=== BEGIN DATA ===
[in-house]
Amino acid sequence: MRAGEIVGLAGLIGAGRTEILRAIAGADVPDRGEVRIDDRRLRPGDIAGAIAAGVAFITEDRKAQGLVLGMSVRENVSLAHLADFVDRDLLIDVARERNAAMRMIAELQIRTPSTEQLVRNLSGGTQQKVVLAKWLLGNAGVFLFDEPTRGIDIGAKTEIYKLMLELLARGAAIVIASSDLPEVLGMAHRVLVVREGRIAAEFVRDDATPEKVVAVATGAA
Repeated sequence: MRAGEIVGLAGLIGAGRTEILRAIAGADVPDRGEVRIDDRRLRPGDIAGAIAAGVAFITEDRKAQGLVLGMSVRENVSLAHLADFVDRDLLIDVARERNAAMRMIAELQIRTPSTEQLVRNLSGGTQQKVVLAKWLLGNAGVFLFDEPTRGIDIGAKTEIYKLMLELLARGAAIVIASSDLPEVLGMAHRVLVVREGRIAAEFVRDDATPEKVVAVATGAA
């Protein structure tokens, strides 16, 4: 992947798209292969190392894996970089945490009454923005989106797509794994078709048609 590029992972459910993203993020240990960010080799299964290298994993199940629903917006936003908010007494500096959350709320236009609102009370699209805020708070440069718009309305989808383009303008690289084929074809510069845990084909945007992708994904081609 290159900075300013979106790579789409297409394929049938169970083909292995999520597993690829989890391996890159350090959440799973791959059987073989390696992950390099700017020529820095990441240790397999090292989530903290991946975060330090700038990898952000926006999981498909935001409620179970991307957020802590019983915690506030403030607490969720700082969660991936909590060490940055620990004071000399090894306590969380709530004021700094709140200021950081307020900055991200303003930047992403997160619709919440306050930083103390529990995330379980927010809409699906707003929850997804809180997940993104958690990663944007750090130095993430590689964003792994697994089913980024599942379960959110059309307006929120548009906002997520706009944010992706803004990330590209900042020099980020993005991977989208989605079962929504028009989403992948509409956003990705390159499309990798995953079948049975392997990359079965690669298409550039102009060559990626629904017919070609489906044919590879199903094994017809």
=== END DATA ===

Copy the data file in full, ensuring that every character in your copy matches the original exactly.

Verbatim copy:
[in-house]
Amino acid sequence: MRAGEIVGLAGLIGAGRTEILRAIAGADVPDRGEVRIDDRRLRPGDIAGAIAAGVAFITEDRKAQGLVLGMSVRENVSLAHLADFVDRDLLIDVARERNAAMRMIAELQIRTPSTEQLVRNLSGGTQQKVVLAKWLLGNAGVFLFDEPTRGIDIGAKTEIYKLMLELLARGAAIVIASSDLPEVLGMAHRVLVVREGRIAAEFVRDDATPEKVVAVATGAA
Repeated sequence: MRAGEIVGLAGLIGAGRTEILRAIAGADVPDRGEVRIDDRRLRPGDIAGAIAAGVAFITEDRKAQGLVLGMSVRENVSLAHLADFVDRDLLIDVARERNAAMRMIAELQIRTPSTEQLVRNLSGGTQQKVVLAKWLLGNAGVFLFDEPTRGIDIGAKTEIYKLMLELLARGAAIVIASSDLPEVLGMAHRVLVVREGRIAAEFVRDDATPEKVVAVATGAA
């Protein structure tokens, strides 16, 4: 992947798209292969190392894996970089945490009454923005989106797509794994078709048609 590029992972459910993203993020240990960010080799299964290298994993199940629903917006936003908010007494500096959350709320236009609102009370699209805020708070440069718009309305989808383009303008690289084929074809510069845990084909945007992708994904081609 290159900075300013979106790579789409297409394929049938169970083909292995999520597993690829989890391996890159350090959440799973791959059987073989390696992950390099700017020529820095990441240790397999090292989530903290991946975060330090700038990898952000926006999981498909935001409620179970991307957020802590019983915690506030403030607490969720700082969660991936909590060490940055620990004071000399090894306590969380709530004021700094709140200021950081307020900055991200303003930047992403997160619709919440306050930083103390529990995330379980927010809409699906707003929850997804809180997940993104958690990663944007750090130095993430590689964003792994697994089913980024599942379960959110059309307006929120548009906002997520706009944010992706803004990330590209900042020099980020993005991977989208989605079962929504028009989403992948509409956003990705390159499309990798995953079948049975392997990359079965690669298409550039102009060559990626629904017919070609489906044919590879199903094994017809």